Luận văn A volume-Mass constitutive model for unsaturated soils

TABLE OF CONTENT

COPYRIGHT.i

ABSTRACT.ii

ACKNOWLEDGEMENT.iv

TABLE OF CONTENT.v

LIST OF TABLES.xi

LIST OF FIGURES.xii

LIST OF NOTATIONS AND SYMBOLS.xxvii

CHAPTER 1: INTRODUCTION

1.1 BACKGROUND.1

1.2 OBJECTIVES AND SCOPE.7

1.3 SUMMARY OFCHAPTERS.8

CHAPTER 2: LITERATURE REVIEW

2.1 GENERAL.10

2.2 VOLUME-MASS STATE VARIABLES.11

2.2.1 StressState Variables.12

2.2.2 State Variables.16

2.3 BASIC VOLUME-MASS CONSTITUTIVE RELATIONS.17

2.3.1 Volume-Mass Constitutive Relations on the Zero Soil Suction Plane.18

2.3.2 Volume-MassConstitutive Relationshipson Non-Zero Soil Suction Planes.24

2.3.3 Volume-Mass constitutive Relations on Zero Net Mean StressPlane.32

2.3.4 Volume-Mass constitutive Relations on the Non-Zero Net Mean Stress Planes.46

2.3.5 Water Content andSoil Volume Relationship.50

2.4 VOLUME-MASS CONSTITUTIVE SURFACES FOR UNSATURATEDSOILS.53

2.4.1 General.53

2.4.2 Prediction or Estimation of the Volume-Mass Constitutive Surfaces.55

2.4.3 Uniqueness of the Volume-Mass Constitutive Surfaces.59

2.5 VOLUME-MASS CONSTITUTIVE MODELS FOR UNSATURATED SOILS.61

2.5.1 General.61

2.5.2 Physically-Based Elastic Constitutive Models.61

2.5.3 Surface Fitting ConstitutiveModels.65

2.5.4 Elasto-PlasticModels.70

2.6 MODELING THE EFFECT OF SHEAR STRESS TO THE VOLUME-MASS

CONSTITUTIVE RELATIONS.79

2.7 MEASUREMENT OF THE VOLUME-MASS CONSTITUTIVE SURFACES.81

2.7.1 Testing Equipment.81

2.7.2 Materialsand Preparation.87

2.7.3 Common Testing Programsin the Literature.87

2.8 APPLICATIONS OF THE VOLUME-MASS CONSTITUTIVE RELATIONSHIPS IN THE

PREDICTION OF SOIL PROPERTIES.91

2.8.1 Prediction of Shear Strength Function.91

2.8.2 Prediction of HydraulicConductivity Function.92

2.9 CHAPTER SUMMARY.95

CHAPTER 3: THEORY

3.1 GENERAL.97

3.2 TERMINOLOGY FOR THE PROPOSED MODEL.98

3.2.1 State Variables:.99

3.2.2 Pore-Size Distribution Curve.101

3.2.3 Development of the Proposed Volume-Mass Constitutive Model.104

3.3 ASSUMPTIONS, SYMBOLS AND NOTATIONS.107

3.3.1 Assumptions.107

3.3.2 Notationsand Symbols.115

3.4 STRESS-STRAIN RELATIONSHIPFOR THE SOIL STRUCTURE SURROUNDING A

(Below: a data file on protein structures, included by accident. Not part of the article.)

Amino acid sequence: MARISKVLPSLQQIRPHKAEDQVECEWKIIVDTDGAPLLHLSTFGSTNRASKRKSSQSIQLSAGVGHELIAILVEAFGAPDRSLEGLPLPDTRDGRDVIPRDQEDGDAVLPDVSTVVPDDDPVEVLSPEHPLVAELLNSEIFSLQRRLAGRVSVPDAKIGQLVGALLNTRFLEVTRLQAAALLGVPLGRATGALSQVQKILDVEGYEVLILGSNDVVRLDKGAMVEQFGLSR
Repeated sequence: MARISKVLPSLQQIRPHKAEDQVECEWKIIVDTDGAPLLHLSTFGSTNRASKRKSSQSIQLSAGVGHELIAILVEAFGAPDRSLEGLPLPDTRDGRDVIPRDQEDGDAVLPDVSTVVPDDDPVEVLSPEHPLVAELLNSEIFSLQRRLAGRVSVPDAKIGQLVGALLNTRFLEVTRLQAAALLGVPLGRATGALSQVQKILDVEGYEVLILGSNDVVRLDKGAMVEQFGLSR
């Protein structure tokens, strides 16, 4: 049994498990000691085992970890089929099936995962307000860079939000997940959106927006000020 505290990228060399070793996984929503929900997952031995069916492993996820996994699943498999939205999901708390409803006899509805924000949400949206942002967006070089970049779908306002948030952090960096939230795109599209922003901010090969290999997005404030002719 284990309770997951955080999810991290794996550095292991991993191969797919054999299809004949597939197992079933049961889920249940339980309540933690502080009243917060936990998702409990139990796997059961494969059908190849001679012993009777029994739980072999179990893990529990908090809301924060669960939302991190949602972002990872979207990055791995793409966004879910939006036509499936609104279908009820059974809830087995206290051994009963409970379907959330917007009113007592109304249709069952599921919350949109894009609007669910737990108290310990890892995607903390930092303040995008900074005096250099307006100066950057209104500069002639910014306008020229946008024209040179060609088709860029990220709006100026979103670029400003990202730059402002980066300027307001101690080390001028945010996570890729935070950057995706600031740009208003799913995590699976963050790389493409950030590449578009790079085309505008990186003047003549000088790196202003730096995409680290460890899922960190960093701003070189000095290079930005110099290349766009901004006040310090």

PORE.117

3.4.1 Drying-Wetting Processes under Zero Net Mean Stress.117

3.4.2 Drying Process undera Constant Net Mean Stress.119

3.4.3 Wetting Process under a Constant Net Mean Stress.128

3.4.4 Loading-Unloading Processes at a Constant Soil Suction.136

3.4.5 Summary Stress-Strain Relationshipfor the Soil Structure Surrounding a Pore.136

3.5 YIELD STRESS INDUCED FROM SEVERAL SINGLE STRESS PATHS.137

3.5.1 Drying and Wetting Processes under Zero Net Mean Stress.137

3.5.2 Loading-Unloading Processes at Zero Soil Suction.138

3.5.3 Drying and Wetting Processes at a Constant Net Mean Stress.140

3.5.4 Loading-Unloading Processes at a Constant Soil Suction.142

3.5.5 Compression Curve of a Soil at a ConstantSoil Suction.144

3.6 MODELSFORTHESOIL-WATER CHARACTERISTIC CURVE OF VOLUME CHANGE

SOILS.146

3.6.1 An Equation with Independent Properties.147

3.6.2 A Simple Equation.150

3.7 DETERMINATION OF THE COMPRESSION INDICES OF A WATER-FILLED PORE.151

3.7.1 An Equation for Volume Change along the Initial Drying Process.151

3.7.2 Volume Change of Collapsible and Non-Collapsible Pores.157

3.7.3 Summary of the Compression Indices of a Water-Filled Pore.160

3.8 A MODEL FOR HYSTERETIC SOIL-WATERCHARACTERISTIC CURVES.162

3.8.1 A Model for the Three Key Hysteretic Soil-Water Characteristics Curves.162

3.8.2 Scanning HystereticSoil-Water Characteristics Curves.167

3.8.3 Hysteresis Model in the Context of the Pore-Size Distribution.169

3.9 ANALYTICAL SOLUTION FOR THE VOLUME-MASS CONSTITUTIVE RELATIONSHIPS .171

3.9.1 Yield Stresses.174

3.9.2 Prediction of the Water ContentSurface.176

3.9.3 Prediction of the Void Ratio Surface.179

3.10 NUMERICAL SOLUTION FOR VOLUME-MASSCONSTITUTIVE RELATIONSHIPS.186

3.11 CONVERSION FOR ONE-DIMENSIONAL (K0) LOADING CONDITION.191

3.12 DETERMINATION OF THE MODEL PARAMETERS.193

3.13 CHAPTER SUMMARY.195

CHAPTER 4: VISUALIZATION

4.1 GENERAL.197

4.2 MATERIALS.198

4.3 APPLICATION OF THE VOLUME-MASS CONSTITUTIVE EQUATIONS.199

4.4 VISUALIZATION OF THE VOLUME-MASS CONSTITUTIVE SURFACES.207

4.4.1 StressPaths.207

4.4.2 Volume-Mass Constitutive Surfaces for the Three ArtificialSoils.209

4.4.3 Discussions.219

4.5 VISUALIZATION OF THE UNSATURATED SOIL PROPERTYSURFACES.220

4.5.1 Shear Strength Surfaces.222

4.5.2 Hydraulic Conductivity Surfaces.224

CHAPTER 5: LABORATORY TESTING PROGRAM

5.1 GENERAL.227

5.2 OBJECTIVES OF THE TESTING PROGRAM.227

5.3 MATERIALS AND PREPARATIONS:.228

5.3.1 Materials.228

5.3.2 Specimen Preparations.230

5.4 EQUIPMENT:.231

5.4.1 U. of S.Pressure Plate Cell.232

5.4.2 GCTS Pressure Plate Apparatuses.234

5.5 CALIBRATION OF THE EQUIPMENT.238

5.5.1 Calibration of the Oedometer Systems.238

5.5.2 Calibrations of the U.of S. PressurePlate Cell.239

5.5.3 Calibrations of GCTS Pressure Plate Apparatus.240

5.6 DETAILSOF THE TESTING PROGRAM:.241

5.6.1 Testing Phase #1:.244